A Gulf Fritillary butterfly, Agraulis vanillae, sips nectar from the lavender blossom of a...
A Gulf Fritillary nectars the blossom of a passionflower vine, its host plant, while another Gulf Frit flutters in. (Photo by Kathy Keatley Garvey)
A male and a female butterfly find another. These are Gulf Fritillaries, Agraulis vanillae. (Photo by Kathy Keatley Garvey)
A Gulf Frillary caterpillar munching the leaves of a passionflower. Caterpillars will be displayed at the Bohart Museum open house on Nov. 16. (Photo by Kathy Keatley Garvey)
Walking the line. A Gulf Fritillary caterpillar crawls along the stem of a passionflower vine. (Photo by Kathy Keatley Garvey)
Like to learn how to raise Madagascar hissing cockroaches? Bohart scientists will tell you how on Nov. 16 at their open house. (Photo by Kathy Keatley Garvey)
Silkworm moth expert İsmail Şeker, a Turkish medical doctor, will show his newly produced video about the silkworm moth life cycle at 3 p.m., Saturday, Nov. 16. (Photo courtesy of İsmail Şeker)
A male praying mantis, Stagmomantis limbata, as identified by entomologist Lohit Garikipati, UC Davis alumnus. (Photo by Kathy Keatley Garvey)
This is the most recent news about the status of Huanglongbing and Asian Citrus Psyllid in the San Luis Obispo, Santa Barbara and Ventura areas, as well as links to activities in the state. Cressida Silvers is the local Grower Liaison for the Ca Dept of Food and Ag's Citrus Pest and Disease Prevention Program.
The most recent map and totals for all HLB detections in the state are posted at the website maps.cdfa.ca.gov/WeeklyACPMaps/HLBWeb/HLB_Treatments.pdf. As of November 1, a total of 1,665 trees and 264 ACP have tested positive for the bacterium that causes HLB, on a total of 1,197 sites, all still in LA, Orange, and Riverside Counties. To date, all HLB detections have been on residential properties, the infected trees have been or are being removed, and ACP treatments applied on a recurring basis to remaining citrus in those areas. No HLB has been found in commercial groves via PCR testing.
How Close Is HLB To Your Citrus? There's a New UC App For That!
Visit ucanr.edu/hlbgrowerapp , zoom to or type in your location and it shows your proximity to HLB+ detections, recommends best practices to protect your citrus from HLB based on your current proximity to known detections, and provides a link to the Voluntary Grower Response Plan for more information. As HLB detections via PCR increase and spread, it's important to be aware of possible actions you could take to further protect your citrus should an HLB detection occur in your area.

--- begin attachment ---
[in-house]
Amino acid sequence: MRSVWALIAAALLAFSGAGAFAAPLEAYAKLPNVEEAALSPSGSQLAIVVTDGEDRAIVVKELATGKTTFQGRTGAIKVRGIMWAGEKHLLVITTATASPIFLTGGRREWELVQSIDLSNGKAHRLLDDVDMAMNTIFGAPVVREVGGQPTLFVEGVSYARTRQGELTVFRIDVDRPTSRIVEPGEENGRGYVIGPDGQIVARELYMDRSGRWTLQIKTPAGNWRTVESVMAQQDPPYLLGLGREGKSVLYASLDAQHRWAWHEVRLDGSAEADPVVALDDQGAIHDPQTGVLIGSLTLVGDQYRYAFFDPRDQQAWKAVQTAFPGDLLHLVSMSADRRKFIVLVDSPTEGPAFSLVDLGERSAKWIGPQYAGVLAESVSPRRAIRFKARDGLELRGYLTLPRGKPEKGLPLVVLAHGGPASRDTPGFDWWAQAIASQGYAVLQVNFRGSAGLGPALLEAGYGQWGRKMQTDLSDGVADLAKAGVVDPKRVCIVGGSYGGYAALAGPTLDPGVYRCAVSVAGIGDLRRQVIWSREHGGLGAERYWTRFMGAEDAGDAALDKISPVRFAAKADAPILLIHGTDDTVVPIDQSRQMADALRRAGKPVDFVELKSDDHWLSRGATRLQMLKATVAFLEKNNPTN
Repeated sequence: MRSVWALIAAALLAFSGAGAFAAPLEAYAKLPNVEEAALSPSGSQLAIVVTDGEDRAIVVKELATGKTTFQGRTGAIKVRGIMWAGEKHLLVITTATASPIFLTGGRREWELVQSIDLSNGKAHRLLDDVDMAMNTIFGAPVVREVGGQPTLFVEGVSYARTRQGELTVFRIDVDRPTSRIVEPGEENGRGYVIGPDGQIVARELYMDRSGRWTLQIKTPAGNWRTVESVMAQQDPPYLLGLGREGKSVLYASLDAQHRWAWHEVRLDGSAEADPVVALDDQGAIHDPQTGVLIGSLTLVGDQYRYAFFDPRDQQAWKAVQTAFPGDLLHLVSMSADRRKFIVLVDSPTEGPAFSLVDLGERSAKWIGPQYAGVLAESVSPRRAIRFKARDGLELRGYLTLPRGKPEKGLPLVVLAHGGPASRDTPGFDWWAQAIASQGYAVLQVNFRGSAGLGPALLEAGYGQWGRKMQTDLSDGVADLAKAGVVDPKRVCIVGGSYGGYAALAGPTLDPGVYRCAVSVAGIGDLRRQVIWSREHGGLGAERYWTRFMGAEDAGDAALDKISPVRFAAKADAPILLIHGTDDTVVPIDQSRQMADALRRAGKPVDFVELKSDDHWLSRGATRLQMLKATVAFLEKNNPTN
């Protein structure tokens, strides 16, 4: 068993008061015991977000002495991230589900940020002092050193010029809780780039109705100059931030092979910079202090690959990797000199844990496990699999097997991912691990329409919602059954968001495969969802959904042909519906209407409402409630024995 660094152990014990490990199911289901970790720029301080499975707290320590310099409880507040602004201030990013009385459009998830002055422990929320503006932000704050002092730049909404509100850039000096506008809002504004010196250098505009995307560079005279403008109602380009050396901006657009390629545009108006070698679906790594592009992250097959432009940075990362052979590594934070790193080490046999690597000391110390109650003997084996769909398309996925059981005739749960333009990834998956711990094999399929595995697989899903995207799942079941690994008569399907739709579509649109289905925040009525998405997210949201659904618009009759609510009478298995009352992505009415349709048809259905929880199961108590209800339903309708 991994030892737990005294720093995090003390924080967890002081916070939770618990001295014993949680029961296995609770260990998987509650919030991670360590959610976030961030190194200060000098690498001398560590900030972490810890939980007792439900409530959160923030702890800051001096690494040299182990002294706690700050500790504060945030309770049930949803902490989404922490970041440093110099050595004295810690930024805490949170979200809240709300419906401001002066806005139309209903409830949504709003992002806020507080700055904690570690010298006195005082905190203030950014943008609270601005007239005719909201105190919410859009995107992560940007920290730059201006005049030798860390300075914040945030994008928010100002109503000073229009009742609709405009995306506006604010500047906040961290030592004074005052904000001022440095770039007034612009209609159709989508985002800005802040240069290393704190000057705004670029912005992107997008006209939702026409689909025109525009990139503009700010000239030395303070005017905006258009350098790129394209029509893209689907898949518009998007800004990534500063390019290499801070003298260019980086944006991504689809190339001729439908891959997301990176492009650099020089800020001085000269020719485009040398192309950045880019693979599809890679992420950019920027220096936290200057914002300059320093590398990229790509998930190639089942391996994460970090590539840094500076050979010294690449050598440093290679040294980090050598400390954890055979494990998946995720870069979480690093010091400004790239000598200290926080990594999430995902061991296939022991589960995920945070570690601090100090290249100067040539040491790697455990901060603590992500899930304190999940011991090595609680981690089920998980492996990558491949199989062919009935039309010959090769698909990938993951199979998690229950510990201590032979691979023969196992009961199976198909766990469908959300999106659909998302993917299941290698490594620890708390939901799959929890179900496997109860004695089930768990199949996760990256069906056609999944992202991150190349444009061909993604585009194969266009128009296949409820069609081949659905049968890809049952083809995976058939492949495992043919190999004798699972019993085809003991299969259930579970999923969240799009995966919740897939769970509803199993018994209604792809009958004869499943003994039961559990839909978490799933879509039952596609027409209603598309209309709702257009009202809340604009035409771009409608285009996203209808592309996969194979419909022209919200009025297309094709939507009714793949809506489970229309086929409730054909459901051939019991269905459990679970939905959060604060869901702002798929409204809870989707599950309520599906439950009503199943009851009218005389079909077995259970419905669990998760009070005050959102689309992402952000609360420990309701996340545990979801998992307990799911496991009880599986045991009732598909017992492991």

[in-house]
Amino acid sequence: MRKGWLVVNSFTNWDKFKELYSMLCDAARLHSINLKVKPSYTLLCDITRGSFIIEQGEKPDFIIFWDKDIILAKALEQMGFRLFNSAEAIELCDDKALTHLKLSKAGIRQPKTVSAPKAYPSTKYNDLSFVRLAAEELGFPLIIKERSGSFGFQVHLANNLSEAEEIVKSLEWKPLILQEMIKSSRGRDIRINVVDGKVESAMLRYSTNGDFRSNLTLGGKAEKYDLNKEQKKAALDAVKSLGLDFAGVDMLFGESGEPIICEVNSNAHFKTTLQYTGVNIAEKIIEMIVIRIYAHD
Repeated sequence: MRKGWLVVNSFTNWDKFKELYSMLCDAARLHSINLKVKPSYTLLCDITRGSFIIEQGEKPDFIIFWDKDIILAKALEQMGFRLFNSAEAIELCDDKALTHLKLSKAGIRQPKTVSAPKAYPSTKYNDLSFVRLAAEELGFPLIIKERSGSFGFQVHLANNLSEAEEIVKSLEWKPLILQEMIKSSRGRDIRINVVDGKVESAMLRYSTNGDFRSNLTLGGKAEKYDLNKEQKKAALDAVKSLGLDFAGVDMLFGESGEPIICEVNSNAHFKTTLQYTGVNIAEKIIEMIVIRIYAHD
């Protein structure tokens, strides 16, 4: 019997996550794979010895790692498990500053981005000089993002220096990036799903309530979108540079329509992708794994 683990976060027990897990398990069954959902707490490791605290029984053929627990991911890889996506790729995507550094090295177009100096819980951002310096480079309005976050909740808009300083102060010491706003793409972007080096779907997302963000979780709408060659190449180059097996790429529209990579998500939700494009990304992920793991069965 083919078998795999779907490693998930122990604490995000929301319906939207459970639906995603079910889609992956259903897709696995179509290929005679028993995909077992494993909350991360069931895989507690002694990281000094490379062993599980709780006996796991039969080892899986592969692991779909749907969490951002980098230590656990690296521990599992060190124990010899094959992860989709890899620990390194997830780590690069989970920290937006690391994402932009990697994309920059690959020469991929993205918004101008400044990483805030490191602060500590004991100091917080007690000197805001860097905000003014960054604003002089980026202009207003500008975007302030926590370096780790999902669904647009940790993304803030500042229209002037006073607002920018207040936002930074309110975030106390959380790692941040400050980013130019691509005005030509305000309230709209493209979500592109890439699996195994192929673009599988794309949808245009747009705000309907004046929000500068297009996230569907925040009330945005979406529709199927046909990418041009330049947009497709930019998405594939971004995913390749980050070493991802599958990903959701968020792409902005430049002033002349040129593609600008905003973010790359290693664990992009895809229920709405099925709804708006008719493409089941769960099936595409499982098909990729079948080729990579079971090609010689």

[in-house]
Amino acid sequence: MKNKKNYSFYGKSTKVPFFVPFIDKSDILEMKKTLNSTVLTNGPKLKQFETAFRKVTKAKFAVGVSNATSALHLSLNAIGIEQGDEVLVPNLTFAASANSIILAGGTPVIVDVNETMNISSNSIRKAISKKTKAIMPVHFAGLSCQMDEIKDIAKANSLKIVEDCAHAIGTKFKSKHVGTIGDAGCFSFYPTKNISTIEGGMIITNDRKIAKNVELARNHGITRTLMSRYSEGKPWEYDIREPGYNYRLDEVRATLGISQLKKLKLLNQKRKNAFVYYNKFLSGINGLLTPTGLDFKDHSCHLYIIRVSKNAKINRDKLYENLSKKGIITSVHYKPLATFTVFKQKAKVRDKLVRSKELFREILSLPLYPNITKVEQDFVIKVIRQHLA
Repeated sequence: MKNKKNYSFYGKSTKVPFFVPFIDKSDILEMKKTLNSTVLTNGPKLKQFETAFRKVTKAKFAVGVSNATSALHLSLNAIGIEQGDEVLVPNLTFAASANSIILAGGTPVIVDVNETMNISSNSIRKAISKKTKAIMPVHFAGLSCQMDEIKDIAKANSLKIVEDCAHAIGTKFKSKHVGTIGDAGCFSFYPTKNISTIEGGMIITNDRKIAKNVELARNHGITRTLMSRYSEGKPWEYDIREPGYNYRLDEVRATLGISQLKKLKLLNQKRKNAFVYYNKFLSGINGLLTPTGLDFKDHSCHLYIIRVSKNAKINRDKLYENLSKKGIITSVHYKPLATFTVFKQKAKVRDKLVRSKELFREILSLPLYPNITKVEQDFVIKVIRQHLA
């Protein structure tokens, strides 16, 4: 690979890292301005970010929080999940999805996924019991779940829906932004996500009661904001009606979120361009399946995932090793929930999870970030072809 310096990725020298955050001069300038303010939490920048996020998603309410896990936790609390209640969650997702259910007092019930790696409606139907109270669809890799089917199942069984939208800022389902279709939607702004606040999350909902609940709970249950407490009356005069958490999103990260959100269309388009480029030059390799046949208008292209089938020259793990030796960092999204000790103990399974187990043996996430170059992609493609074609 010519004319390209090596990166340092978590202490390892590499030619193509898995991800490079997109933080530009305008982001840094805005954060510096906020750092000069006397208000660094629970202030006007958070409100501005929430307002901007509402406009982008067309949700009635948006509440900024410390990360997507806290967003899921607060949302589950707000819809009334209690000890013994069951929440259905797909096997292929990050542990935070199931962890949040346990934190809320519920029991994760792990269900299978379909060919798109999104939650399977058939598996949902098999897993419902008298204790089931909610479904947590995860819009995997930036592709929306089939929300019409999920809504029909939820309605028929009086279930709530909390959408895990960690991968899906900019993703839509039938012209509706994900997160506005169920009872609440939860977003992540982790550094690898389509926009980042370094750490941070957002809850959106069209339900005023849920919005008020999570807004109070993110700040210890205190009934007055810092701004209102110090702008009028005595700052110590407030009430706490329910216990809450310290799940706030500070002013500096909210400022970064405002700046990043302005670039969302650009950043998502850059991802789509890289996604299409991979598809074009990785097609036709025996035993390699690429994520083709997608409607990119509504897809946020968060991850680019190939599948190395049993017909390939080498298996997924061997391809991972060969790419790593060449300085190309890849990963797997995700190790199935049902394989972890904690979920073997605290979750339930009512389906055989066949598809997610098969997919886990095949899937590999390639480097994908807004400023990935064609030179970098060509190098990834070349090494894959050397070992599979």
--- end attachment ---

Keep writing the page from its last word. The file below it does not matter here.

Regulatory responses required by the state in response to an HLB detection are described in CDFA's Action Plan for ACP and HLB.
UPCOMING CPDPC MEETINGS -- All meeting agendas and eventually the minutes are posted at www.cdfa.ca.gov/citruscommittee/ . All meetings are free and open to the public, and accessible via phone/webinar.
- Operations Subcommittee meets Wednesday, November 6 at 9 a.m. in Visalia.
- Science and Technology Subcommittee meets Wednesday, November 6 at 2:00 p.m. in Visalia.
- The next CPDPC Full Committee meeting will be Tuesday, November 12 at 10 a.m. in Ventura.
CITRUS REMOVAL PROGRAM: Citrus trees that are neglected or abandoned may harbor ACP and HLB, increasing risk to other citrus in the area. Abandoned and neglected trees may be reported to me or the county Ag Commissioner's office. The Citrus Matters ACT NOW program may be able to assist in citrus removal. For more information contact Joel Reyes at email@example.com or (559) 592-3790.
Additional Useful Links:
Summaries of the latest scientific research on combating HLB: ucanr.edu/sites/scienceforcitrushealth/
Science-based analyses to guide policy decisions, logistics, and operations: www.datoc.us
General updates and information on the state ACP/HLB program and regional activities: citrusinsider.org
CA Citrus Pest and Disease Prevention Program
ACP/HLB Grower Liaison
Ventura, Santa Barbara and San Luis Obispo Counties
805 284-3310 (phone or text)